I am SO GLAD that we did this, and am super glad that the benefits can be seen by all of us who live in Rm. 202–not just me.  I don’t know if you caught it, but I believe that in the video section about The Kitchen, Mara mentioned that zones help us feel more calm.  I can totally see now that my students needed more freedom within a  STRUCTURE with STRONG BOUNDARIES, not just freedom that came willy-nilly or with lots of breathing room.  There are some kids who can function in any situation, but there are some who have a hard time figuring things out when there is lots of “gray.”  This renovation, if you will, added a layer of black and white that we didn’t know we needed.  And the best part is that it all happened BEFORE we left for Winter Break, so now we can start the New Year fresh and clean in a brand new room, looking ahead to some amazing days to come!  🙂

Happy New Year, Rm. 202!

Before you go, can I ask you a favor?  If you’re a parent of a friend in Rm. 202 and you have a specific story to share about how our redo has helped your kiddo, will you share it in the comments?  We’d love to hear more about the positive ways our problem-solving has helped.  If you’re a friend of Rm. 202 and have a question, comment or suggestion for us, will you share it also?  We’d love to tell you other parts of the story that maybe we missed. 🙂  THANKS FOR VISITING!! 

Trying Out Our New Zones: Rm. 202 Kids Take Over–Part 5

The morning after Riley, Allie and I worked our magic, kids were greeted with this question on the easel:

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To watch their eyes as they came in and saw the changes was priceless (and no, I don’t have any pictures of it. Sorry!).  I think my favorite response, though, was Mara’s.  She said, “Wow–it looks AMAZING!!”

After kiddos had a chance to check out the new layout, we went through strict directions of how each zone was meant to work–at least the general idea of them.  I walked everyone around really slowly and explicitly showed them around, looking at the supplies that were in each space, talking through why we put it where we did and explaining the way Riley had thought through the process of building the new classroom.  I’m pretty sure this took at least 40 minutes.  I meant business.

Next I had kiddos rotate through each zone, thinking through what the “rules” should be for that section of our room.  Each small group had a turn in each zone, and took time jotting their ideas on the chart paper placed in each area.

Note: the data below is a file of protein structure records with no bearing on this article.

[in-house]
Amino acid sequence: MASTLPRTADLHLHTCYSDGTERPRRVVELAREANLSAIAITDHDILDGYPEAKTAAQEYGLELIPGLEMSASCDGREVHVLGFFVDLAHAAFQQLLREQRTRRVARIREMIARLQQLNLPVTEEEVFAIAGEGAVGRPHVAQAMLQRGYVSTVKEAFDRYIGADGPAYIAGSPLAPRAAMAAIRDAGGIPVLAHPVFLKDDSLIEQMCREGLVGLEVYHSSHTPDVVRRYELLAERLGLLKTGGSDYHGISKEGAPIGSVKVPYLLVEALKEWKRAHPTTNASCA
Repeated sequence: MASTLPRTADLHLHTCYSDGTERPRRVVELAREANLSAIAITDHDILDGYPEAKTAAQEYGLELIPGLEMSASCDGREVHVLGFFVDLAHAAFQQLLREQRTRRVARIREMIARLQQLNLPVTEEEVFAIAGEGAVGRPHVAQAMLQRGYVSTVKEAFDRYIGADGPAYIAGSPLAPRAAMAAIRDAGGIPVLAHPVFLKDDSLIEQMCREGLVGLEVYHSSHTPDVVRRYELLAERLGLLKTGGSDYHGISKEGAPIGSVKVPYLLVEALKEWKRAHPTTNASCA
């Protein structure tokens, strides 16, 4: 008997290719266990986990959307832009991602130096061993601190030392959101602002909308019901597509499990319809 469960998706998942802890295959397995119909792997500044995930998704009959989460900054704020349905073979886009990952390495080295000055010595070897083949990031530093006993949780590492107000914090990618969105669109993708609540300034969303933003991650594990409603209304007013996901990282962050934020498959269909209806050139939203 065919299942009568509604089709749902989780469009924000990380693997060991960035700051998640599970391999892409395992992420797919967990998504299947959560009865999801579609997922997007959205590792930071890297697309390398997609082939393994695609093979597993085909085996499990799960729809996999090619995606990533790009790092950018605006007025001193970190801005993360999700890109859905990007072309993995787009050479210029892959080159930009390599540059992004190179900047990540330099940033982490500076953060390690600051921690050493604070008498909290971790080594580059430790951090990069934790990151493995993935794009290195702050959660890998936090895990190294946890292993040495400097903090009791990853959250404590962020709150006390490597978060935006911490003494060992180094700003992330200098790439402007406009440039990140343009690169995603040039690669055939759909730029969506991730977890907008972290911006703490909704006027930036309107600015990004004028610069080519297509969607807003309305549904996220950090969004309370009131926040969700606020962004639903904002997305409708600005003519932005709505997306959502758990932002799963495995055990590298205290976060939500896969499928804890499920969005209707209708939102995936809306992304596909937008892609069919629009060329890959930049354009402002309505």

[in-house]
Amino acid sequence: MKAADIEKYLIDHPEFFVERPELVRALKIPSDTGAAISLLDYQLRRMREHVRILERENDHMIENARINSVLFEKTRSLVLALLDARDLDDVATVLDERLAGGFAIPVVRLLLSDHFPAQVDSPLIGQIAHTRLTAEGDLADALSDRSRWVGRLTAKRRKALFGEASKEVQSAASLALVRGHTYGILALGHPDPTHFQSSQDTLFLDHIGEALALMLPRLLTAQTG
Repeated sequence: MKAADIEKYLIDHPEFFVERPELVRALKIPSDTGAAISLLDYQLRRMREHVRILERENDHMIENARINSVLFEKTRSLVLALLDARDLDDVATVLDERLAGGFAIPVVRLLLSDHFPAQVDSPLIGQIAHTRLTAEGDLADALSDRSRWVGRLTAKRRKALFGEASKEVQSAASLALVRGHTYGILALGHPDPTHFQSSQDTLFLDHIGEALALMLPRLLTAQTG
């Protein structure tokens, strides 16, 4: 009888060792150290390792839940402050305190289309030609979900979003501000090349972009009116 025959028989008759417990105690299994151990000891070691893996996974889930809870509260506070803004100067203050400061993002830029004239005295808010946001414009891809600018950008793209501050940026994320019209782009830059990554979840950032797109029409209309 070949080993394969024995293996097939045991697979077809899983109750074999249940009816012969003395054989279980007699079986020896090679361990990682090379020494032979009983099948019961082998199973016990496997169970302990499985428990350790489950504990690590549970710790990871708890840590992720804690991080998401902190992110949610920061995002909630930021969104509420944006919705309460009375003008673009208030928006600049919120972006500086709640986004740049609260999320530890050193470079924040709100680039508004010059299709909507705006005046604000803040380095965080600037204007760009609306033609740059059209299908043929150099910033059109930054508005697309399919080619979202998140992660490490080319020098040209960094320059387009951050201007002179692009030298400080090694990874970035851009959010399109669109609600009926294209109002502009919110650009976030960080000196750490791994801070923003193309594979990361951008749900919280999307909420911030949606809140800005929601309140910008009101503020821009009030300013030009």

Next I let kiddos choose a place to begin and we practiced what it would be like to work in each new place in our room.  Ok, thinking about it now, we should have done this practice part FIRST so that they could better think about the “rules” part, but now I’ll know for next time.  It worked out ok the way we did it.

Kiddos chose the place they wanted to start, and then everyone spent about 10 minutes in each zone, trying it out, getting a feel for how it would function for us.  They had a choice of what to do there, but had to make sure that they followed the guidelines of the space–that they were silent in the ZERO ZONE, that they were reading in the READING ZONE, etc.  They were VERY excited about this.  As with the last part, this took close to an hour of very focused time as we learned to use our new room in an appropriate way.

The next day we thought through how the zones had worked for us.  I asked them to tell us what they liked and what they would change:

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So far I think I can say that this has been one of the most positive things that has happened in our community this year.  I know it is so because of work we’ve done along the way, but the instant changes that happened in the volume of our voices, the number of incidences of disengagement and the increased student engagement have been obvious.  The kiddos seem more at ease, more motivated and happier.  Who would have thought that could happen with just a little bit of a furniture switch-around? Ok, well I, at least, hoped it would have. 🙂

 

Riley Helps Out: Rm. 202 Kids Take Over–Part 4

The subtitle of this should add: “And Allie does a little bit, too!”